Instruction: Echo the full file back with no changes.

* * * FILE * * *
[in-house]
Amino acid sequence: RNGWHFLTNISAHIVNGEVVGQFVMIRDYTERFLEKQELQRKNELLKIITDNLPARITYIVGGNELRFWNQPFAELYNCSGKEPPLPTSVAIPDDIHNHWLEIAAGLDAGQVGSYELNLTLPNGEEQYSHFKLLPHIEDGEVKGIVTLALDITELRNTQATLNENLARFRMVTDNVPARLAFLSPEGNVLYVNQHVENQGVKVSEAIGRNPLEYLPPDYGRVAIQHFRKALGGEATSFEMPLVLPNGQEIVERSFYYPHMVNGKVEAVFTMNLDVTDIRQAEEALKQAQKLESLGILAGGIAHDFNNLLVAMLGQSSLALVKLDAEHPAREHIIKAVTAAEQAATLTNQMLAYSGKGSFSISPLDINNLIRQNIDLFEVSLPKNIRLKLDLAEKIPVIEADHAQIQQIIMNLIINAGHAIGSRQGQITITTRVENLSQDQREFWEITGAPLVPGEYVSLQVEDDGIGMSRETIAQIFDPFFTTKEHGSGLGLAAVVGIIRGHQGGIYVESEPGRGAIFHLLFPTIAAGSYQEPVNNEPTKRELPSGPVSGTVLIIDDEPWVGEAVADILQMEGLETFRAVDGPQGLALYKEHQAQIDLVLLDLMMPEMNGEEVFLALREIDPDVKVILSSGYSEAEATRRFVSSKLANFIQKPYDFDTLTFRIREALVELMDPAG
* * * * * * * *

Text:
[in-house]
Amino acid sequence: RNGWHFLTNISAHIVNGEVVGQFVMIRDYTERFLEKQELQRKNELLKIITDNLPARITYIVGGNELRFWNQPFAELYNCSGKEPPLPTSVAIPDDIHNHWLEIAAGLDAGQVGSYELNLTLPNGEEQYSHFKLLPHIEDGEVKGIVTLALDITELRNTQATLNENLARFRMVTDNVPARLAFLSPEGNVLYVNQHVENQGVKVSEAIGRNPLEYLPPDYGRVAIQHFRKALGGEATSFEMPLVLPNGQEIVERSFYYPHMVNGKVEAVFTMNLDVTDIRQAEEALKQAQKLESLGILAGGIAHDFNNLLVAMLGQSSLALVKLDAEHPAREHIIKAVTAAEQAATLTNQMLAYSGKGSFSISPLDINNLIRQNIDLFEVSLPKNIRLKLDLAEKIPVIEADHAQIQQIIMNLIINAGHAIGSRQGQITITTRVENLSQDQREFWEITGAPLVPGEYVSLQVEDDGIGMSRETIAQIFDPFFTTKEHGSGLGLAAVVGIIRGHQGGIYVESEPGRGAIFHLLFPTIAAGSYQEPVNNEPTKRELPSGPVSGTVLIIDDEPWVGEAVADILQMEGLETFRAVDGPQGLALYKEHQAQIDLVLLDLMMPEMNGEEVFLALREIDPDVKVILSSGYSEAEATRRFVSSKLANFIQKPYDFDTLTFRIREALVELMDPAG